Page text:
With Westminster log-jammed, the country faces being led through a crisis by an undead government. If Labour is serious about forcing an election, it could start by implementing a forgotten pledge from the last Conservative manifestoby Tom Clark / January 16, 2019 / Leave a comment
The government has been crushed like no government in a century—and yet somehow it limps on. A confidence vote now follows, but the odds are that this will fail: the Democratic Unionists and Conservatives of every stripe have vowed to rally to keep Theresa May in office, even as they strip her of power.
This is not how British governance is supposed to work. As the scholar turned Tory MSP, Adam Tomkins, has written the “core” of our constitution since the 17th Century has been “a simple—and beautiful—rule… It is that the government of the day may continue in office for only so long as it continues to enjoy majority support in the House of Commons. The moment this support is withdrawn is the moment the government is required to resign. By this one rule, is democracy in Britain secured.”
Today, however—with the Brexit clock ticking down—Britain remains in the hands of an undead government, whose defining policy MPs reject by a more than two-to-one margin.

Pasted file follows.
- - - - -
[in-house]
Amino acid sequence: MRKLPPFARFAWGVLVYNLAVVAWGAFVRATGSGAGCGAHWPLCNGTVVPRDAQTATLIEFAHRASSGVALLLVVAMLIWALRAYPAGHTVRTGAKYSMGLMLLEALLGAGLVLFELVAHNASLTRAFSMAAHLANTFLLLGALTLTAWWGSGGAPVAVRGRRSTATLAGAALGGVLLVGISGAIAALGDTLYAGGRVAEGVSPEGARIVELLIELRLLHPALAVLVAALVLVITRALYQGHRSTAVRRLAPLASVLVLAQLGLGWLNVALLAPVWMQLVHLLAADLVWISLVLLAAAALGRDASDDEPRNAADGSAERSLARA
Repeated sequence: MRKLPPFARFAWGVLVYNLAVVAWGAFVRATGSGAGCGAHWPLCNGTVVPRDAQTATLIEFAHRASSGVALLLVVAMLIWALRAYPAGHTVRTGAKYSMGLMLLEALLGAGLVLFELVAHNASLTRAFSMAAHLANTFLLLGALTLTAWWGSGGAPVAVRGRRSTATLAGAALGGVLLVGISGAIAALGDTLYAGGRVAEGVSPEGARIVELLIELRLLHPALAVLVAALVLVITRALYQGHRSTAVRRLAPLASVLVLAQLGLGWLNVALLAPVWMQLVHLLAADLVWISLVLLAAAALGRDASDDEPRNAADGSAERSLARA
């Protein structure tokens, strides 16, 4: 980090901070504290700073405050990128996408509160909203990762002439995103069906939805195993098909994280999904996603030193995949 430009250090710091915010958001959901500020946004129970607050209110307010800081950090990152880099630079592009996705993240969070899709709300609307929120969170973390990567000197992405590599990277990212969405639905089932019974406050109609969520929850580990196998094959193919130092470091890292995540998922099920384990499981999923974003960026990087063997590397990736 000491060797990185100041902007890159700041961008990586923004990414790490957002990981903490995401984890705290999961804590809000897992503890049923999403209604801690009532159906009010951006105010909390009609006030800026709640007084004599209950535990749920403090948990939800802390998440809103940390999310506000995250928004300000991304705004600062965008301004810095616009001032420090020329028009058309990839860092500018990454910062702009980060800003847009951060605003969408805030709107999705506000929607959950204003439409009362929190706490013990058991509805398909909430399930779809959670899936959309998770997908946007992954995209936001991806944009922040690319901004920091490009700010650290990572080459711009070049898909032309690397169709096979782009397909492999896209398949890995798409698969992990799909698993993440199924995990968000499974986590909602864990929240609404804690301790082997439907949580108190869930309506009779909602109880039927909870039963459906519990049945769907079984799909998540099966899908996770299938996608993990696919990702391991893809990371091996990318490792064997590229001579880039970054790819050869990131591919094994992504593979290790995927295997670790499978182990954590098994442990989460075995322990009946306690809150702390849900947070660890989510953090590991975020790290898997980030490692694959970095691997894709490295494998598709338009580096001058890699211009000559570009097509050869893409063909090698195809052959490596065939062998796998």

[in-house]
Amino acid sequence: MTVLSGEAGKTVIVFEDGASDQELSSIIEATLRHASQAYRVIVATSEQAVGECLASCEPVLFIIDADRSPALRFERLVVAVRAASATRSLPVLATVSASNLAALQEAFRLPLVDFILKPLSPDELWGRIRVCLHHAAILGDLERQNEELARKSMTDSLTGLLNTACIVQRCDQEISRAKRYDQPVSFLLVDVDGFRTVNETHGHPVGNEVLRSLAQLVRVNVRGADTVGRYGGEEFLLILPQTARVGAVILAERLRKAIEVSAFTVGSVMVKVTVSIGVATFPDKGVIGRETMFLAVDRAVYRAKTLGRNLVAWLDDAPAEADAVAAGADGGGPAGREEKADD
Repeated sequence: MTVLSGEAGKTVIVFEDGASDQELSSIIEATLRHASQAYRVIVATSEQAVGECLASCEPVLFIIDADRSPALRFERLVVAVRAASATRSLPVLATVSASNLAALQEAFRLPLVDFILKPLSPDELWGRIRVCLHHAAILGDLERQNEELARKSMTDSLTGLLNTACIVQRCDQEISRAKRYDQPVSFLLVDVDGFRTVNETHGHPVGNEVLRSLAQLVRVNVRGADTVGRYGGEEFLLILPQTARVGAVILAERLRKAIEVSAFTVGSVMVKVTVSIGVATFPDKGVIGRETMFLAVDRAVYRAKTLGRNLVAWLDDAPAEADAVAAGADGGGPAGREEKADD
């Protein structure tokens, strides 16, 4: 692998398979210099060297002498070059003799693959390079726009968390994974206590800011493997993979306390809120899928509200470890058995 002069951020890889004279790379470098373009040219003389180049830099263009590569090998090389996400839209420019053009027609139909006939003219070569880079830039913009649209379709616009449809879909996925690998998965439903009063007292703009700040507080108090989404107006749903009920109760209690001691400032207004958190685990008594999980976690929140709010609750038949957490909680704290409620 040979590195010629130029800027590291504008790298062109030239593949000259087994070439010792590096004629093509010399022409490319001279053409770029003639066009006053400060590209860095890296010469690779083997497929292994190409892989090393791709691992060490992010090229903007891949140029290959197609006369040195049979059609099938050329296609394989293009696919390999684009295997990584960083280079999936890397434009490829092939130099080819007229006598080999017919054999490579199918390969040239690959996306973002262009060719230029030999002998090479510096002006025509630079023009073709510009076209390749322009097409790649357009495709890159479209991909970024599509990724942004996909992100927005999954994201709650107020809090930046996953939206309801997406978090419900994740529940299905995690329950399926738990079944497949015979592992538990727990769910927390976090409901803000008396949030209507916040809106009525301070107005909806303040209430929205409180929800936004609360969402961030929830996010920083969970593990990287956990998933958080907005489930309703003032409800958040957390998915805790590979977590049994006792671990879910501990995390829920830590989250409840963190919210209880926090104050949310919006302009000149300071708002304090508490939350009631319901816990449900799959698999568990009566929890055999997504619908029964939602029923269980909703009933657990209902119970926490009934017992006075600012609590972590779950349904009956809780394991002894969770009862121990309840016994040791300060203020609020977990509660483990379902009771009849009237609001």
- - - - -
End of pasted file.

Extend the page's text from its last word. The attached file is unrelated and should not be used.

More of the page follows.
So how is it that Britain—a polity always known for strong government—is seized by sclerosis in the face of a diplomatic crisis? Many things have compromised Westminster’s traditional ability to exert control—deep splits in both political parties, and the mangled mixing of parliamentary and plebiscitary mandates. But the entrenchment of a defunct administration and premier owes even more to two sets of political rules that were, ironically enough, written with the purported aim of providing stability.
First, there is the peculiar protocol of Tory leadership elections. Never previously tested in government, the modern rules bear post-traumatic testimony to Margaret Thatcher’s divisive defenestration in 1990. Because May saw off a personal vote of confidence in December, they preclude any fresh challenge to her leadership until the very end of this young year, many months beyond the date when Brexit is supposed to be done and dusted. That is so even though the process revealed her to have lost the support of 117 of her MPs, which would be an awful lot even if she weren’t starting out as a minority prime minister.
And then there is the 2011 Fixed-term Parliaments Act, which—in theory—pegs elections at five year intervals. Only in theory, because in practice the Act was short-circuited in one of the only two elections staged since it was passed, a short-circuit May herself engineered in misguided pursuit of a crushing majority. (She needed the blessing of her MPs for that, which they were happy to give when her party was streets ahead in 2017; today they could and would veto a straightforward appeal for dissolution under the act).